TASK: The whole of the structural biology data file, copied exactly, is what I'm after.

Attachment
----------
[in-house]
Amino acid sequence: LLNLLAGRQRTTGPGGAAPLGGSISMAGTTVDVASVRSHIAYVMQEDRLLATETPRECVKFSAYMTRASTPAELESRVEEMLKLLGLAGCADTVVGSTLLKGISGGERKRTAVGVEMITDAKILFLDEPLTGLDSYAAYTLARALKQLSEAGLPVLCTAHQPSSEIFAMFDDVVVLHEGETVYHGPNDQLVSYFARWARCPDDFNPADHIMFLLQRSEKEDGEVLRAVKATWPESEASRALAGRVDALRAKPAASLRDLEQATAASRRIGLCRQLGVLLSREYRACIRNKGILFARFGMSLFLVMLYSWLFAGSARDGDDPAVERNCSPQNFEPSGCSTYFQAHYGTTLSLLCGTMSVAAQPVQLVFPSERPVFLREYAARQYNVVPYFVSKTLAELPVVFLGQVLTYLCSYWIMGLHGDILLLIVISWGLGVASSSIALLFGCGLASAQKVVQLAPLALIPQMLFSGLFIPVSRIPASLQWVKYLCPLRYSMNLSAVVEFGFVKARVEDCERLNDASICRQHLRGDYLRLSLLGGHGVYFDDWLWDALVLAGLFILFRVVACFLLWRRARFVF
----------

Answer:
[in-house]
Amino acid sequence: LLNLLAGRQRTTGPGGAAPLGGSISMAGTTVDVASVRSHIAYVMQEDRLLATETPRECVKFSAYMTRASTPAELESRVEEMLKLLGLAGCADTVVGSTLLKGISGGERKRTAVGVEMITDAKILFLDEPLTGLDSYAAYTLARALKQLSEAGLPVLCTAHQPSSEIFAMFDDVVVLHEGETVYHGPNDQLVSYFARWARCPDDFNPADHIMFLLQRSEKEDGEVLRAVKATWPESEASRALAGRVDALRAKPAASLRDLEQATAASRRIGLCRQLGVLLSREYRACIRNKGILFARFGMSLFLVMLYSWLFAGSARDGDDPAVERNCSPQNFEPSGCSTYFQAHYGTTLSLLCGTMSVAAQPVQLVFPSERPVFLREYAARQYNVVPYFVSKTLAELPVVFLGQVLTYLCSYWIMGLHGDILLLIVISWGLGVASSSIALLFGCGLASAQKVVQLAPLALIPQMLFSGLFIPVSRIPASLQWVKYLCPLRYSMNLSAVVEFGFVKARVEDCERLNDASICRQHLRGDYLRLSLLGGHGVYFDDWLWDALVLAGLFILFRVVACFLLWRRARFVF